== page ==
ET phone home, or borrow a book!

It’s not that long since if wanted to ring someone when you were out and about, it was a case of looking for the nearest telephone box.

This kiosk has been transformed into somewhere to swap books
This kiosk has been transformed into somewhere to swap books

There are some people who would suggest that hasn’t changed much in areas of the Lincolnshire Wolds.

In general, though, we now all reach for our mobile – signal permitting.

All this means iconic red phone boxes have become almost obsolete.

All change: A history box is just one of many options...

Some have just a handful of customers a year...a far cry from when we all used to queue at the only kiosk in town still working to call a taxi after a night out!

However, BT has revealed that more than 200 of its phone boxes across the East Midlands are up for grabs .

And, it is urging local communities to take advantage of a scheme to help transform them for the 21st century.

Since 2008, a total of 784 phone boxes across the region have been taken on by communities for just £1 each through BT’s Adopt a Kiosk programme.

Redundant phone boxes, once a lifeline of communication before the arrival of mobile networks, have been transformed into everything from defibrillator units and mini history museums to art galleries and book exchanges.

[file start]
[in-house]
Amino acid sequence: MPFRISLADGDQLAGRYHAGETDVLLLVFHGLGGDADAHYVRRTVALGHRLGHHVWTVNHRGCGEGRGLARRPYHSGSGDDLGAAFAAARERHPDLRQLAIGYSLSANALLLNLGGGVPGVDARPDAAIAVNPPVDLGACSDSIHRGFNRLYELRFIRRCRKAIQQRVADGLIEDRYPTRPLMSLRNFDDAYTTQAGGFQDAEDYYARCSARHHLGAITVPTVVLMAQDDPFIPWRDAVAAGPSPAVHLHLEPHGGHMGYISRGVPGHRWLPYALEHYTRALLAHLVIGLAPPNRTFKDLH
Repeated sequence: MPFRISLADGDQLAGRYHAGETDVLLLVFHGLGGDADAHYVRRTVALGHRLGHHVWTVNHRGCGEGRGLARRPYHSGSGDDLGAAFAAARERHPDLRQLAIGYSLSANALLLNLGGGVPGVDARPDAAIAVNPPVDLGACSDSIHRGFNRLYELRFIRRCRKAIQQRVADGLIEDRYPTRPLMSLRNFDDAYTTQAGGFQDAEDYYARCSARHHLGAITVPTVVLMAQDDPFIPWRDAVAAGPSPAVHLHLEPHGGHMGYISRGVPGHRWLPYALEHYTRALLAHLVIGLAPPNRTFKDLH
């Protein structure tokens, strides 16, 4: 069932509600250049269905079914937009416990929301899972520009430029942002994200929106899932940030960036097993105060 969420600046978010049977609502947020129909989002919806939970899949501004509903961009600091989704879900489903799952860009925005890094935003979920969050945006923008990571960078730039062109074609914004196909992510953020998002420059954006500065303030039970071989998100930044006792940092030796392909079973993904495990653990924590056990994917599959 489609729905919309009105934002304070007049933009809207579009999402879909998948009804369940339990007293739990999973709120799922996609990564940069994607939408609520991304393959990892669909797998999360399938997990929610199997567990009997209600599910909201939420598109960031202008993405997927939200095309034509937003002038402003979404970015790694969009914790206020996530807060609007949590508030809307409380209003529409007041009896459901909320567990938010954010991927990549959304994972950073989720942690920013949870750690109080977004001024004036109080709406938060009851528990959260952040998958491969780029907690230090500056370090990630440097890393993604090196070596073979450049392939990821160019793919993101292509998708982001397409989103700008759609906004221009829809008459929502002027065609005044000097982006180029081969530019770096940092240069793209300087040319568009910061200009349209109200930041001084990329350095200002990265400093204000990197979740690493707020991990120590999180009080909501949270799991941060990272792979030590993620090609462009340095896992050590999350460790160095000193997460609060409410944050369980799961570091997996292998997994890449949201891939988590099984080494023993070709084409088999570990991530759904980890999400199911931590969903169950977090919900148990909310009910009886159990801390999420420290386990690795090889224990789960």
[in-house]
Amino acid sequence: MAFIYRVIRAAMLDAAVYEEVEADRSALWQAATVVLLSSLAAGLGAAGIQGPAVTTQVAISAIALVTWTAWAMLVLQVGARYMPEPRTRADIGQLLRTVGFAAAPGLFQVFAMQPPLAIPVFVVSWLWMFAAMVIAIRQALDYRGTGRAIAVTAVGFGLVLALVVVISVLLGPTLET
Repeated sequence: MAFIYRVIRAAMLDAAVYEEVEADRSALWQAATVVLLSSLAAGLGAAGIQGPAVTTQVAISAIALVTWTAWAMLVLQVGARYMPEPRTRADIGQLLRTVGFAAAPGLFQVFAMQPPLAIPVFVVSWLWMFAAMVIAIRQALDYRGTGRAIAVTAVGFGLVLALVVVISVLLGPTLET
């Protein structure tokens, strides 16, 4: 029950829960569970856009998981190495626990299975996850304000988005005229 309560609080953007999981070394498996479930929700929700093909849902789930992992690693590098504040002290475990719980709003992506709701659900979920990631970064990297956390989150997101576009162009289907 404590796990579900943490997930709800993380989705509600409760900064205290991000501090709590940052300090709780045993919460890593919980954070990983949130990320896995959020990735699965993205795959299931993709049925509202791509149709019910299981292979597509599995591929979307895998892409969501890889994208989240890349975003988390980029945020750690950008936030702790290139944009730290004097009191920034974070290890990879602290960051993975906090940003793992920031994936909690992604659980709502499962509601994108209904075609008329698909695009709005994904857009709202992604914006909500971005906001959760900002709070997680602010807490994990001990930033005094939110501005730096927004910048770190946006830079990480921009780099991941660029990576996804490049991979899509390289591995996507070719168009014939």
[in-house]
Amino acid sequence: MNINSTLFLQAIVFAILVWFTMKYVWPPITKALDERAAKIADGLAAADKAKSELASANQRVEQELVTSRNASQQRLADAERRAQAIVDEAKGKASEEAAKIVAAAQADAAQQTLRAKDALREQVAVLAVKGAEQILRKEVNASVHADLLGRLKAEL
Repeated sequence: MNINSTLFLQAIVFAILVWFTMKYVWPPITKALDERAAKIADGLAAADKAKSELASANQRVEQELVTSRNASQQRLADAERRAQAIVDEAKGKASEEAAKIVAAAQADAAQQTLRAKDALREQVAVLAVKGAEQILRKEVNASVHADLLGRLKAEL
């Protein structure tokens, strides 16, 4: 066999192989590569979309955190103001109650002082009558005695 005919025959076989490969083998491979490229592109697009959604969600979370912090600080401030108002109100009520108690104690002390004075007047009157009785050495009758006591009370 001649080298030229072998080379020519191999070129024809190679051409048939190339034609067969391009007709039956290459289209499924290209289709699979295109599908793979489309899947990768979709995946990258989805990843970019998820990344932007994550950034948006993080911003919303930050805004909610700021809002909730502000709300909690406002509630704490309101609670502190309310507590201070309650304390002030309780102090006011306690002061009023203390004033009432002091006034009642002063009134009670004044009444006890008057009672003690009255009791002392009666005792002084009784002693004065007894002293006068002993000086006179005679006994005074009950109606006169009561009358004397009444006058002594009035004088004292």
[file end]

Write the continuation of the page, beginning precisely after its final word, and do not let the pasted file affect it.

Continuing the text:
The local list includes the two kiosks in Horncastle Market Place along with phone boxes in Thimbleby, Tattershall and Old Bolingbroke.

Sarah Walker, BT enterprise unit director for the Midlands, said: “With most people now using mobile phones, it’s led to a huge drop in the number of calls made from payphones.

“We’re currently rationalising our payphone estate to make it fit for the future, and the ‘Adopt a Kiosk’ scheme makes it possible for local communities to retain their local phone box, with a refreshed purpose for the community.

Thousands of communities have already come up with a fantastic array of ideas to re-use their beloved local phone box.

“Applying is quick and easy and we’re always happy to speak to communities about adopting our phone boxes.”

l Communities can adopt a kiosk if they are a recognised public body, such as a parish council, community council or town council.

Boxes can also be adopted by registered charities or by individuals who have a payphone on their own land. BT will continue to provide electricity (if already in place) to power the light for adopted phone boxes, free of charge.

l Visit www.bt.com/adopt for details of the adopt a kiosk scheme and application forms.